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Gold and currency depreciation

Over the last two decades, essentially, since the ‘Brown bottom’,(a reference to Gordon Brown, the UK chancellor who took the decision to sell off most of the UK’s gold reserves at the historic low price) of the gold market in 2000, gold has had a strong upward bias in every currency.

While some of the yearly changes reinforce the perception of high volatility in this asset class, the average return and more importantly the annualised return are surprisingly constant across different currencies. You can make a clear observation that for developed countries’ currencies, the gold appreciation is around 8% p.a., while emerging market currencies, favour considerably more.

While stock markets have seen two significant crashes, (2001-2003), (2007-2009), in the last twenty years, gold has really only suffered one, in 2013. This has been an era of consistent monetary expansion, driven by the ‘maestro’ central bankers of Greenspan, Bernanke and Yellen and their counterparts throughout the world. Whether it was the Y2K concern, the internet bust, the great financial crisis or general debt accumulation, the excuse by the authorities to supply money at declining interest rates, zero rates and action bond purchases has been non-stop. It should be seen, as no surprise that the real reserve currency of the world, gold, restricted by physical capacity to mine rather than merely print, has risen in this time. Of course, a better way of looking at it, may well be that all currencies, continually oversupplied by desperate central bankers, are losing their value and continue to do so.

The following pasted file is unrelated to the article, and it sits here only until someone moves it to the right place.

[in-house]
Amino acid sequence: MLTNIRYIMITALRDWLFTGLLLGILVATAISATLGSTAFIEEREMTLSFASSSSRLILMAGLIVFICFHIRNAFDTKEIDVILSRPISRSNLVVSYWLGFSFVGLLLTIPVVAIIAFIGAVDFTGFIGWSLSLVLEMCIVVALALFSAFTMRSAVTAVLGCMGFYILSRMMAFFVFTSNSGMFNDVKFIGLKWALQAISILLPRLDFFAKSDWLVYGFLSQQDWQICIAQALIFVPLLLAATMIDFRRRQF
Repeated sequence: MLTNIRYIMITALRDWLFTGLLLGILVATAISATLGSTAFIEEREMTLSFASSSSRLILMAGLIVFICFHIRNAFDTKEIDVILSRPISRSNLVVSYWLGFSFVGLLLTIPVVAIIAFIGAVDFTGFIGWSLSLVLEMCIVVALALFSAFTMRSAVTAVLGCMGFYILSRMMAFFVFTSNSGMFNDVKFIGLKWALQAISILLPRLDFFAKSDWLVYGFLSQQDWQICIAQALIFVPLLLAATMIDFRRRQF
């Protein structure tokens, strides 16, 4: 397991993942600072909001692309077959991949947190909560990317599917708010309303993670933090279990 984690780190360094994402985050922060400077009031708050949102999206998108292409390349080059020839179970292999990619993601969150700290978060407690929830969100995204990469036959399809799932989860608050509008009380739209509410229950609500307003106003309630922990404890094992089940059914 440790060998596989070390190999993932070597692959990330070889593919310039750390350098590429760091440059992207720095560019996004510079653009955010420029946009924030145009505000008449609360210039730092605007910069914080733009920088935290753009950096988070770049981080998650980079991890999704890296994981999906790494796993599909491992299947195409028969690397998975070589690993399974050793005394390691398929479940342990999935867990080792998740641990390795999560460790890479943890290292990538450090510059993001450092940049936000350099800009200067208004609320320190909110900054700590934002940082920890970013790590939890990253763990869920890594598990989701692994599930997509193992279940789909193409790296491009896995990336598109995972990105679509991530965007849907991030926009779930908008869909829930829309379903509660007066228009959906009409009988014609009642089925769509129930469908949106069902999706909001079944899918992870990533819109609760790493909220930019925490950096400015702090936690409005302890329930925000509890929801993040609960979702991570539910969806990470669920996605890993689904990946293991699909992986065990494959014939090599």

An interesting analysis that the table suggests we should demonstrate is to show the average gold appreciation/currency depreciation for developed markets by a linear slope line at the average 8.2% yearly rate, measured against the actual increase/decrease in that currency.

If we look at Gold in USD versus the average growth of 8.2% we can see that it has been above the average line for much of the long period, significantly so in the 2010-2013 time frame and currently is slightly above the line reflecting the actual average annualised rate of increase for the USD as 9% rather than 8.2%.

If we look at all the currencies in the same way on a single chart, we can make assumptions that currently gold in CHF, AUD and EUR is ‘cheap’, while gold in GBP terms could be considered ‘rich’. We can also see how much more tightly gold in AUD and CAD terms, (the other dollar currencies), hug the average line, compared to gold in USD terms.

Finally, the most important observation for gold in every currency term is that it is clearly either cheap or fair to the long-term average growth rate of 8.2%. The hugely expansive monetary policy that has been in place globally since 2000 continues to be with us, in fact, with GDP slowing across all economies, with debt increasing at never before levels outside of world wars, this low interest rate policy appears to with us forever, as we edge towards the next global crisis. Gold remains an obvious choice to guard against currency depreciation in whichever country you reside and an insurance policy for when the crash happens. Unfortunately, time is running out. Protect your wealth by purchasing gold via Glint.